📚 “Girl, Woman, Other” by Bernardine Evaristo. There’s nothing I can say about this novel that hasn’t been said before. It was a magical reading experience – I couldn’t put it down, marvelled at Evaristo’s skill to weave together so many different characters and to create a story that is everything: hilarious, tragic, educational and eye-opening.
This podcast episode is really moving and might resonate with one or two of you: “The Cut” producer Allison Behringer shares what happens when your best friend moves to the other side of the country and you feel heartbroken.
More podcast episodes I enjoyed: The best man to walk this planet, Dan Levy, appeared on Table Manners, You’re Wrong About explores the story of Vanessa Williams and takes us deep into the misogynistic wonderland of American beauty pageants and I just stumbled upon an older episode of Jia Tolentino on “In Good Company”.
Speaking of Dan Levy: I have finally watched “Best Wishes, Warmest Regards”, the Schitt’s Creek farewell documentary on Netflix. It made me cry so hard, I had to put down my wine glass. They are just the loveliest!
On a scale from zero to Monday morning dentist appointments, how much do you loath afternoon walks as your only available form of entertainment? Have you considered that the distress is mutual? A friend of mine sent me this hilarious piece by Emily Delaney, titled: “I’m a short afternoon walk and you’re putting way too much pressure on me”. Touché.
Shelby Lorman wrote a beautiful NYT essay about finding love during a pandemic, letting go of love during a pandemic and believing in love in a parallel universe:
“That world in which we are together forever is nestled just next to this one (…) It’s not an alternate reality, but the persistence of connection that exists in whatever shape the world asks you to love.”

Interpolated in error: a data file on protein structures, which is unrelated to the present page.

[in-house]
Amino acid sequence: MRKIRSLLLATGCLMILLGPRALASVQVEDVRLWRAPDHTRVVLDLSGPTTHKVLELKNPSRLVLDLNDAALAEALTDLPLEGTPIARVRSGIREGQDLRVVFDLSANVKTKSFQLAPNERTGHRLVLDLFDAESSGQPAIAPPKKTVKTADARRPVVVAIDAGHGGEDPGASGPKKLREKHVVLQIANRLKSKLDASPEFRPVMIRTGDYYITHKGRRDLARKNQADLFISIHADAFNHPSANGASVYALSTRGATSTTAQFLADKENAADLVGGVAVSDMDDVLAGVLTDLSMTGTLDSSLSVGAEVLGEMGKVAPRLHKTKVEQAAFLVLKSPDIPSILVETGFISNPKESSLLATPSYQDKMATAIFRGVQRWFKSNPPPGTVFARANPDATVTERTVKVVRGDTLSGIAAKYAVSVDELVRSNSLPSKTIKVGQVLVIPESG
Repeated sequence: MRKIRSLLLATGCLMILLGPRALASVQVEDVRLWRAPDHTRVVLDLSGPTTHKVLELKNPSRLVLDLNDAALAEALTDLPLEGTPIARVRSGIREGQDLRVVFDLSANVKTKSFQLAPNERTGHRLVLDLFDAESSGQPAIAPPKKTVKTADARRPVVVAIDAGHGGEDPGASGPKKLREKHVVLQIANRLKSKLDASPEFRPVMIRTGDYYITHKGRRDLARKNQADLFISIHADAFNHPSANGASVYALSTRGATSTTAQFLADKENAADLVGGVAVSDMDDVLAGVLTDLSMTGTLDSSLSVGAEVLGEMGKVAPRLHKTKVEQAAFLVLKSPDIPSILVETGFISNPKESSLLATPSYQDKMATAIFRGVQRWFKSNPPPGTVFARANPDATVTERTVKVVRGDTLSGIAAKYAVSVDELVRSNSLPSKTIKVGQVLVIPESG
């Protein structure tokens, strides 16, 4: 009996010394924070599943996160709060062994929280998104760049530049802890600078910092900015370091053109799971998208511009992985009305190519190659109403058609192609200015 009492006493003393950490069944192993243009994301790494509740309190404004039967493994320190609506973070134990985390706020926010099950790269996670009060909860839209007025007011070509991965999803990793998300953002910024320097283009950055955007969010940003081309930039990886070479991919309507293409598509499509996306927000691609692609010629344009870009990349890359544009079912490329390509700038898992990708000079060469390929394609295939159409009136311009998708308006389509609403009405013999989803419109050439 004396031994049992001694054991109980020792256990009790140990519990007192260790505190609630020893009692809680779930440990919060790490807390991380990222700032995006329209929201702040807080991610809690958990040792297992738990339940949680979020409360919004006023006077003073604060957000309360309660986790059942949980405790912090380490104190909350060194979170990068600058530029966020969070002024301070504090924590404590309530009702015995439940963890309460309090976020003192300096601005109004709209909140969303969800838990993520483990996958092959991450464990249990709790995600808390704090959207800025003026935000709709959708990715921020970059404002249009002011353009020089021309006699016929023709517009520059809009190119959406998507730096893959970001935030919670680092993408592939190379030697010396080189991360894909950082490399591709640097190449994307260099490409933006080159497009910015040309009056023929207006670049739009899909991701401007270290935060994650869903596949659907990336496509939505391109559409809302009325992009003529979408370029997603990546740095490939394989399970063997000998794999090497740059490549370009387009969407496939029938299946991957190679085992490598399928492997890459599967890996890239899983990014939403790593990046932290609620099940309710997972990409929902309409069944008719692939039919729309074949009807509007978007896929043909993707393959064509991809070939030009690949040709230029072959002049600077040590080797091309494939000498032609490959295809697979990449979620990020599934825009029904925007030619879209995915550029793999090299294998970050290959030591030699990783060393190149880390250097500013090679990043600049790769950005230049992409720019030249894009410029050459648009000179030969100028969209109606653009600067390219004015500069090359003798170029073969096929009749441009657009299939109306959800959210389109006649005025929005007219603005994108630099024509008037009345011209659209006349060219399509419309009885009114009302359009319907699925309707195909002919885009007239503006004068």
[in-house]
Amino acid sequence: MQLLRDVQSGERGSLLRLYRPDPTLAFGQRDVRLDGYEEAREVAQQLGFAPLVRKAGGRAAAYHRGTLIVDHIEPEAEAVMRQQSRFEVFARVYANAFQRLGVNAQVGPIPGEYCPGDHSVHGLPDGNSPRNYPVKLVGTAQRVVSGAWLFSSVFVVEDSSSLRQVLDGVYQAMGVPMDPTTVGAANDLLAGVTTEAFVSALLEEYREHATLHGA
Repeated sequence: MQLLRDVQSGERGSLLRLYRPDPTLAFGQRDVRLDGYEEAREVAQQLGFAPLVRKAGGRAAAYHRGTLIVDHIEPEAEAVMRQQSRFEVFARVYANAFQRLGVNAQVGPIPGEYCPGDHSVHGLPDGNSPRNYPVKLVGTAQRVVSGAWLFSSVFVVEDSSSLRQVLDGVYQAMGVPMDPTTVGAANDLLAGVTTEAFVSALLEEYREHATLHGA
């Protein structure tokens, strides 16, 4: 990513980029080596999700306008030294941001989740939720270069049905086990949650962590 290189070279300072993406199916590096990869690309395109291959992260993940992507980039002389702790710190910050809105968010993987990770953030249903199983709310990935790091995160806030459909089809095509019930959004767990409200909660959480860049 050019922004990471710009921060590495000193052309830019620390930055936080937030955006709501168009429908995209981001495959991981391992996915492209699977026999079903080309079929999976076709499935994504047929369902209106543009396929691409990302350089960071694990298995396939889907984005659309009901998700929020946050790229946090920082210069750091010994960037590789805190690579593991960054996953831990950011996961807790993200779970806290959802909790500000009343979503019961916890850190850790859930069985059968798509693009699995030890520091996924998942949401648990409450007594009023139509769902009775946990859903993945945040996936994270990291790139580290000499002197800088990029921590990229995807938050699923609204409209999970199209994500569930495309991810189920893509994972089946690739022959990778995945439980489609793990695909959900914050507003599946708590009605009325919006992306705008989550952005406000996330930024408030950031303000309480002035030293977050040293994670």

Part of this newsletter was fueled by a heavenly streusel carrot cake, which doesn’t require any fancy ingredients yet quite a few mixing bowls. Anyway, here’s the recipe, please enjoy. It’s in German, but google translate is your friend. My secret ingredient (in most baked goods, to be fair) is a generous dash of cardamom.
🇩🇪 Dieses Deutschlandfunk-Feature zum Todestag von Roger Willemsen hat mich sehr glücklich und gleichzeitig sehr traurig gemacht. Er war einfach eine herausragende Persönlichkeit und seine Stimme zu hören macht mir jedes Mal ein warmes Gefühl in der Herzgegend.
🇩🇪 Und etwas Werbung in eigener Sache: Am Dienstag erscheint mein neuer Podcast “Windmacher”, eine vierteilige Serie über einen Hochstapler aus dem Emsland, der es locker mit Frank Abagnale aufnehmen kann. Es ist eine ziemlich sagenhafte Story und ich freu mich, wenn ihr reinhört. Abonnieren dürft ihr gerne schonmal hier oder auf der Podcastplattform eurer Wahl.
animal video of the week
I want what this Koala’s having.
This is it for today. If you’d like to support my work you can do so by sharing, subscribing, buying me a coffee or sending me pictures of your pet – and if you’d like to get in touch (to discuss Grey’s Anatomy for example), you can simply reply to this e-mail or find me on Instagram.
Best wishes and warmest regards,